Time for Wenger to go
Arsenal must remove Frenchman from coaching role to spare him further punishment
When Angelo Dundee looked into the eyes of his beloved Muhammad Ali, he saw the dying of the light.
Ali's trainer saw a legend with nothing left to give. Ali had walked into Larry Holmes' punches in their 1980 mismatch, refusing to acknowledge what the world could see.
To spare further punishment, Dundee threw in the towel.
Arsenal's board must now do the same for Arsene Wenger.
The club's owners need to put their greedy considerations aside and spare their manager further punishment.
Like Ali in that Las Vegas ring, Wenger was left confused, horrified and deeply wounded in the Allianz Arena yesterday morning (Singapore time.)
But he remains immune to his failings.
After the 5-1 hammering by Bayern Munich, there are the usual rabid demands for swinging axes. But critics are wasting their time. Wenger won't quit and the club won't fire him.
Arsenal's only hope now is that the owners might whisper in Wenger's ear and mention a job opportunity in the boardroom, a director of something or other, anything that removes him from the transfer kitty and day-to-day operations.
We collapsed mentally. I am not looking for excuses. Overall, I must say they were a better team than us. The last 25 minutes were a nightmare for us, because we had no response.Arsene Wenger
That's the only option left, the last straw to clutch. The first step to solving a problem is recognising that there is one and Wenger simply cannot do that.
His pathological refusal to address Arsenal's decline - even after the second 5-1 thrashing in Munich in two years - is killing the football club.
He's not killing the actual club. On the contrary, Arsenal's financial prudence remains a model in a fickle industry. But, in elite football terms, the Gunners are an irrelevance.
Wenger has had two years to improve his squad since the previous 5-1 drubbing in Munich, but Arsenal have regressed even further.
They kicked off without a recognised striker yet again yesterday morning, relying on Alexis Sanchez who retains an eye for goal but the other is firmly fixed on the exit.
And any genuinely elite side would have dropped Mesut Oezil weeks ago.
Before Bayern's third goal, the German was caught walking as the hosts surged past him.
Wenger's claim that Oezil remains the kind of engimatic, unpredictable talent that guarantees his selection was rubbished by Bayern's bench.
Thomas Mueller has struggled for goals. So Carlo Ancelotti displayed a ruthlessness that Wenger lost a decade ago.
Mueller was out. Oezil was in.
Mueller arrived with only six minutes left and tore into Arsenal's miserable mannequins like a starving bull. He scored Bayern's fifth goal.
Oezil wandered around like a bored kid on a stadium tour.
Wenger no longer inspires nor terrifies, seemingly unable to coax consistent performances from Oezil, Granit Xhaka, Alex Oxlade-Chamberlain and Alex Iwobi.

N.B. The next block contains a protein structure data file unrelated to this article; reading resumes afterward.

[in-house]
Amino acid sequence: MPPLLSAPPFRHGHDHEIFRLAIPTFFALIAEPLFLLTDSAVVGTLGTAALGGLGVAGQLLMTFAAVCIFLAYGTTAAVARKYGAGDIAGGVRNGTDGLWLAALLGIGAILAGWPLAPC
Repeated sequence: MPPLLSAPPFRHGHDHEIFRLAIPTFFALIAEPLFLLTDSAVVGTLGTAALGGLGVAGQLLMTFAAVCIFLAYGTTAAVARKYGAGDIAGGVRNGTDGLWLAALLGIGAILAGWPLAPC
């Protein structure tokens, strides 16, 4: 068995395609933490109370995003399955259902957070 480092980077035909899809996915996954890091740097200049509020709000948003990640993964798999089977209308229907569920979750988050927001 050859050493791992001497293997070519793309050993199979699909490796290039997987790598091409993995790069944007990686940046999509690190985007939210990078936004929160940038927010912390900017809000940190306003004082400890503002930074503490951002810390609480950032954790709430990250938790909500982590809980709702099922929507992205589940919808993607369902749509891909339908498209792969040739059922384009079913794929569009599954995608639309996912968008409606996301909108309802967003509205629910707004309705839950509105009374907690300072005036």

Arsenal's collapse in the second half underlined their longstanding decay.
Robert Lewandowski is a rare beast of a No. 9, but the Gunners have consistently failed to find either a forward of similar qualities or a defender who might stop him.
Lewandowski sent Shkodran Mustafi back to school at every set-piece.
At the other end of the pitch, Arsenal's answer to Lewandowski is meant to be Olivier Giroud, suggesting the question can only be, "name a striker not fit to lace Lewandowski's boots".
After five years at Arsenal, Giroud was still not considered competent enough to start against Bayern. But then, nor were Theo Walcott or, ridiculously, Petr Cech.
David Ospina's short size left him flailing like a performing seal looking for a fish whenever Bayern directed shots towards the far corners.
In central midfield, Francis Coquelin completed just six passes in 77 minutes. He wasn't so much beaten as he was bypassed by the outstanding Thiago Alcantara.
TITANS AGAINST TELETUBBIES
And these were the men Wenger sent out to stop Bayern. It was titans against Teletubbies.
Two years after the last 5-1 loss in Munich, Arsenal returned with no defence, a makeshift striker, an AWOL No. 10, a midfield with less bite than a gummy bear, and a munchkin between the sticks.
That's not progress. That's a suicide note. But Wenger remains blind to his own decline.
Like Ali, he just won't quit.
He used to be the greatest at Arsenal. Now he can't even see the punches coming and must be saved from himself.
Only a seat on the board will end his indignity.
ARSENAL'S LAST-16 WOES
2011: Beat Barcelona 2-1 in home first leg, lost 3-1 in away second leg. Lost 4-3 on aggregate.
2012: Lost 4-0 to AC Milan in away first leg, won 3-0 in home second leg. Lost 4-3 on aggregate.
2013: Lost 3-1 to Bayern in home first leg, won 2-0 in away second leg. 3-3 on aggregate, lost on away goals.
2014: Lost 2-0 to Bayern in home first leg, 1-1 draw in away second leg. Lost 3-1 on aggregate.
2015: Lost 3-1 to Monaco in home first leg, won 2-0 in away second leg. 3-3 on aggregate, lost on away goals.
2016: Lost 2-0 to Barcelona in home first leg, lost 3-1 in away second leg. Lost 5-1 on aggregate.